From The North Shore Weekend newspaper
Chant doesn’t mince words; it throws them all together in a wok and lets the adjectives fall where they may. On a late fall morning, Aldon Morris is seated at “the trendy upscale casual dining restaurant”—brevity be damned—on E. 53rd St. The Asian fusion restaurant falling within the boundaries of the South Side neighborhood of Hyde Park.
Outside, traffic was snarled around the city’s midsection. The last vestiges of an Indian summer found people coat-less and scarf-less, as the sun poked its head through a wooly layer of clouds. Some were invariably students; the University of Chicago’s campus, with its prestigious Department of Sociology, is only a few blocks from where Morris and I were seated.
It’s there, at the University of Chicago, where Robert E. Park—an urban sociologist long considered one of the major architects of modern-day sociology—is credited for developing one of the leading schools of sociology. A school of thought that is still practiced by modern sociologists to this day.
Morris, the Leon Forrest Professor of Sociology and African American Studies at Northwestern’s Weinberg College of Arts and Sciences, sipped on a glass of pinot noir and took bites of his fried catfish sambal. He swirled around his wine glass. He lectured, at some length, as a professor is wont to do. And our conversation inevitably gravitated towards the University, to Park, and to the black sociologist and activist, W.E.B. Du Bois.
That’s because Morris’ recent book levels no small claim: Instead of Park, and the Chicago School, Morris argues it was Du Bois—long marginalized by the field for the last century—who should be credited as the primary founder of modern sociology in America; flipping the discipline’s history on its head.
“The Scholar Denied: W.E.B. Du Bois and the Birth of Modern Sociology” builds on the scholarly research that has come to the foreground in recent decades on one of America’s finest intellectuals. In that way, Morris is not a lone wolf prowling the halls of history but a stalwart lion defending the black scholar’s contribution to the discipline.
With the “Scholar Denied” he is now putting himself out in front, leading the charge.
Morris’ words, tinged with a subtle southern drawl, cut through the air like a knife: “Let me be clear about something, I’m not saying that University of Chicago didn’t do important early social scientific work. But I am saying that Du Bois was among the first to do it. He was the most innovative and he foreshadowed what the discipline has become.”
Morris was born in rural Tutwiler, Miss. One of his earliest memories was the lynching of 14 year old Emmett Till, a Chicagoan visiting Money, Miss. less than 30 miles from where he grew up.
Living in the heartland of Jim Crow racism informed his perception of the world; but it wasn’t until he moved to Chicago with his family and attended Southeast Community College on the South Side that he learned about Du Bois from “an elderly black professor from the South.” Then and there he decided to become a sociologist.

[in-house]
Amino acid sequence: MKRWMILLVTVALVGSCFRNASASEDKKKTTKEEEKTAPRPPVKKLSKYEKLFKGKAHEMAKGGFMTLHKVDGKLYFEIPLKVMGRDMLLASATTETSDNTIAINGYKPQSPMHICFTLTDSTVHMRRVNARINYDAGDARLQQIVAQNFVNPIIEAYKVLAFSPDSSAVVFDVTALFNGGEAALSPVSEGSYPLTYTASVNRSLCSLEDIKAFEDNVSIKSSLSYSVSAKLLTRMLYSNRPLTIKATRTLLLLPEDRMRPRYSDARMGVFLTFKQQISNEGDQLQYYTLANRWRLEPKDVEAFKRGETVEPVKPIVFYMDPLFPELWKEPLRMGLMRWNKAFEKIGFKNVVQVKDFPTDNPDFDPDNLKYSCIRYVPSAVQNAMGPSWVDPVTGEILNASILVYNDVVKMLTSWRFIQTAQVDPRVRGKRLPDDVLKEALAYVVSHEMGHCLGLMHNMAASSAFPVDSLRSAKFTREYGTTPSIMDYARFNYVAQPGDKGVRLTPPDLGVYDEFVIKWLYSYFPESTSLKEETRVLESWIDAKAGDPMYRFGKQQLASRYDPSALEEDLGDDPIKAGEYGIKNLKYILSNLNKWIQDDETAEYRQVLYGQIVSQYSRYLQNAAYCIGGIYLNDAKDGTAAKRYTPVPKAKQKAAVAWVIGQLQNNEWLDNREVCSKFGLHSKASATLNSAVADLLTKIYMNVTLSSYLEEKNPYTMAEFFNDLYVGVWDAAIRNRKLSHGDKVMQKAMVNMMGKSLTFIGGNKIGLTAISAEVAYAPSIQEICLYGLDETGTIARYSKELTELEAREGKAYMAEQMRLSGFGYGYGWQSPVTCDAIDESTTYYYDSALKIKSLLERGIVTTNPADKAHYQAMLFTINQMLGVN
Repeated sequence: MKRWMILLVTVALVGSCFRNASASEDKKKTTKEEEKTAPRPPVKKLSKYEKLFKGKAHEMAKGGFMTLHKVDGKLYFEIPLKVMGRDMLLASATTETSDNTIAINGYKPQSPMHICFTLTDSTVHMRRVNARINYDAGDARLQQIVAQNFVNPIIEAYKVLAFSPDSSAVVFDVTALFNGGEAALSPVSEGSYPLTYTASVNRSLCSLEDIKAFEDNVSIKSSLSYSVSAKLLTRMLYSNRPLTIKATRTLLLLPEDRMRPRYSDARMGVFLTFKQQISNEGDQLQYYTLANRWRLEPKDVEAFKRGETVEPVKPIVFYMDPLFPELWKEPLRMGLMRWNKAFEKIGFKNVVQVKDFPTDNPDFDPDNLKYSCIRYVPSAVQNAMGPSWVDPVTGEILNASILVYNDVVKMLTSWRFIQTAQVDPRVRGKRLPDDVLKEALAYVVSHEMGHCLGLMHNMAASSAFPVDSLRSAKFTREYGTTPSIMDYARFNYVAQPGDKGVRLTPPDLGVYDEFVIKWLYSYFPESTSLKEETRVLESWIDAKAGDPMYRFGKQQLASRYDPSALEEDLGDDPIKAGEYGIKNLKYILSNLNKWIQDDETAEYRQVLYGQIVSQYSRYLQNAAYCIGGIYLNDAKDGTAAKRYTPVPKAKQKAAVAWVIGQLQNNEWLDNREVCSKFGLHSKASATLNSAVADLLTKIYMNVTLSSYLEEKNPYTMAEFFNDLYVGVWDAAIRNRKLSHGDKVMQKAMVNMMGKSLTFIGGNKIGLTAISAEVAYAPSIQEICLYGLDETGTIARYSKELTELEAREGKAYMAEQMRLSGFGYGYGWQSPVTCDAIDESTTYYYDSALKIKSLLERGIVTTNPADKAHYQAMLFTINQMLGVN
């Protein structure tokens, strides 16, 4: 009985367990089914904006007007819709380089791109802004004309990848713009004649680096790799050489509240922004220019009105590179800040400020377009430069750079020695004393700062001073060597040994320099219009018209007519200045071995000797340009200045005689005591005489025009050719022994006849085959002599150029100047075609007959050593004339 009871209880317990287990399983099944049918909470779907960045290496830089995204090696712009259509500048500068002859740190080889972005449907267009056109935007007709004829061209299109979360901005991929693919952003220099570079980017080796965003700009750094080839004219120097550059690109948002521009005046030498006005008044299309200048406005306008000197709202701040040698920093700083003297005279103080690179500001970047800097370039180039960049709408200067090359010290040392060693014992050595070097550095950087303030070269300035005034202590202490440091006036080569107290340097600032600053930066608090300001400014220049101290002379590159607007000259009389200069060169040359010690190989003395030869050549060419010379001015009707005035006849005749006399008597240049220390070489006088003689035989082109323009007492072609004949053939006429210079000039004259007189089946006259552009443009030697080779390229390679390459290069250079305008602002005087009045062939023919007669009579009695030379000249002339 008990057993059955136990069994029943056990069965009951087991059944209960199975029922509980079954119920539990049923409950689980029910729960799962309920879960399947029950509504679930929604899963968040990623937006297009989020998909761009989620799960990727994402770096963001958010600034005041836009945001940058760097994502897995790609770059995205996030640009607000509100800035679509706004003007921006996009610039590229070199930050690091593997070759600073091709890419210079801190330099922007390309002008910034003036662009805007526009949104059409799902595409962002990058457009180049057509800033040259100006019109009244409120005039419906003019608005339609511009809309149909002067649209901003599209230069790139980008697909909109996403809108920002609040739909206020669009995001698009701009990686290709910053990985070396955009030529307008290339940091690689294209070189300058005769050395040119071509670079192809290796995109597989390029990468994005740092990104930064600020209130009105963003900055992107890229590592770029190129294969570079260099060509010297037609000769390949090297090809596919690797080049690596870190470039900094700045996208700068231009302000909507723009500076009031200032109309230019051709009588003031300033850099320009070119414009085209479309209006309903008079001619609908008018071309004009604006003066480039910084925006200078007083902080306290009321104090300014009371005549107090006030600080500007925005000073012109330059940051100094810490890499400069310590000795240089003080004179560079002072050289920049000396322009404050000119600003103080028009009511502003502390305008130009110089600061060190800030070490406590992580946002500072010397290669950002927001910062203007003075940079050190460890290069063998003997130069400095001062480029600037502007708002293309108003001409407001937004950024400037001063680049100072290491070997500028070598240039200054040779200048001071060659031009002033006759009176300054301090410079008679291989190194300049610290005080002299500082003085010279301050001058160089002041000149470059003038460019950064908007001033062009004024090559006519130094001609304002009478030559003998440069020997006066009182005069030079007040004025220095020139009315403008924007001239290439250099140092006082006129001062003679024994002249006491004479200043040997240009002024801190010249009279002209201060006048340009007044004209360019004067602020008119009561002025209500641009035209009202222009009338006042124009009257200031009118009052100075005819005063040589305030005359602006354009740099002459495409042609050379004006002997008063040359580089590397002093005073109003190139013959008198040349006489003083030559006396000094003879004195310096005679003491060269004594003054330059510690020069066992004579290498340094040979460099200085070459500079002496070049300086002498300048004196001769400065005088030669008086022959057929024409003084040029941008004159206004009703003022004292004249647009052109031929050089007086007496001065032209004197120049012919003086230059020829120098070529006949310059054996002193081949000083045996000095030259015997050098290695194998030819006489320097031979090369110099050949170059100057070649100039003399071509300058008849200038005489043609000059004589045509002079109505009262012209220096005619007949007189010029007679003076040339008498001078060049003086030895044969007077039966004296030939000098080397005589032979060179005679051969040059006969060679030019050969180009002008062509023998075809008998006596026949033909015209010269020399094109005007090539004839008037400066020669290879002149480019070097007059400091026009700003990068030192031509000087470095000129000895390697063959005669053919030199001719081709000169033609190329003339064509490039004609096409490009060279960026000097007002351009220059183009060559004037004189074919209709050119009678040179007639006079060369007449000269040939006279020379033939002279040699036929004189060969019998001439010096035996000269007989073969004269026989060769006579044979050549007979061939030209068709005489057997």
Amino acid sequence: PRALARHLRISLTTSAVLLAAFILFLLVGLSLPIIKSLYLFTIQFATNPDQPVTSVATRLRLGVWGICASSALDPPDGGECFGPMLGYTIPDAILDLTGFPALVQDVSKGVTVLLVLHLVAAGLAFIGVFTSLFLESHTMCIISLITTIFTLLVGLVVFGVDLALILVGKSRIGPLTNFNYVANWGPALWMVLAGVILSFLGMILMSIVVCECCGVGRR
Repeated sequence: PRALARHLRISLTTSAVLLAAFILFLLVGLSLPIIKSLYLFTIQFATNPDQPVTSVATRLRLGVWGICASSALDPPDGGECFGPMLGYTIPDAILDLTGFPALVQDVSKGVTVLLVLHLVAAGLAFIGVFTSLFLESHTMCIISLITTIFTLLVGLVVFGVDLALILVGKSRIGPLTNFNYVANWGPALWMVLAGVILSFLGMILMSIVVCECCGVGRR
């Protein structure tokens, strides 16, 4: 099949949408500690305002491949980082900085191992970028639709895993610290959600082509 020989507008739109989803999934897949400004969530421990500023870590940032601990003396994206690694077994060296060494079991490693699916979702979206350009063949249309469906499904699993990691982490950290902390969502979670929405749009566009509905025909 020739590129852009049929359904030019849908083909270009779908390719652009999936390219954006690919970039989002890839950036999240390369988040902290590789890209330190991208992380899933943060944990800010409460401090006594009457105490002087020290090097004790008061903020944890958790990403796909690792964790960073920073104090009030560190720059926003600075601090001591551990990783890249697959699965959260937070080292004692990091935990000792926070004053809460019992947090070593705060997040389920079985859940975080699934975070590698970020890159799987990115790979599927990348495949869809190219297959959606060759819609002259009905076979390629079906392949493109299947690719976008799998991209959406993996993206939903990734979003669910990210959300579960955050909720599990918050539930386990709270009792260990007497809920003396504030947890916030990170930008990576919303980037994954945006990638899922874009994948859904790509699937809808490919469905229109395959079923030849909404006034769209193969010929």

But to Morris’ dismay, when he attended graduate school at Stony Brook University, Du Bois was noticeably absent from the sociological canon. While “The Scholar Denied” took over 10 years of writing and extensive research, Morris admits that he has been writing this, off and on, for most of his adult life.
“What I am doing in this book is [to] resurrect, [to] reconstruct his scientific school of sociology and to argue it has a place in the canons,” said Morris. I asked if he was ever, at one point, included in the canon, and when exactly the intellectual lacuna took place. “It’s not that he’s been forgotten,” responded Morris, “it’s that he was never remembered.”
Du Bois was the first African American to earn a doctorate from Harvard University. A prolific author, his writings range from sociological works to poetry, short stories, journalism, and fiction; an ardent civil rights activist he helped co-found the Niagara Movement, Pan-African Congresses, and the National Association for the Advancement of Colored People. “He was one of the most highly educated Americans, period. But because of racism he couldn’t get a job,” noted Morris.
That led him to Atlanta University, where a Du Boisian school of thought emerged—and was effectively disparaged and ignored by the leading white institutions and Booker T. Washington, the wealthiest, most powerful black man in America between 1895 and 1915.
“His argument, radical at the time, was that blacks were at the bottom due to institutional racism, discrimination, and lack of economic resources,” said Morris. Despite the outright suppression against him, sociology has only recently caught up with where Dubois was at the turn of the 20th century.
In 2005, Morris successfully organized a small group of his peers to head a campaign to persuade the American Sociological Association to rename its top award for Du Bois. As a result, the most prestigious award in the field was renamed the W.E.B. Du Bois Career of Distinguished Scholarship Award.
Added Morris, “In a way, this book is a follow up to that kind of political activism that got that changed.” In the spirit, certainly, of the great American sociologist.
As Morris talked, I couldn’t help but notice a quotation written on the wall behind him. Attributed to Buddha, it read: “Holding onto anger is like grasping a hot coal with the intent of throwing it at someone else: You are the one that gets burned.” And what if that person releases the coal and, instead, grabs a pen? Like the phoenix, they burn, and burn brightly, and inspire others to fan the flames from the ashes of the past.
The North Shore Weekend newspaper is published weekly.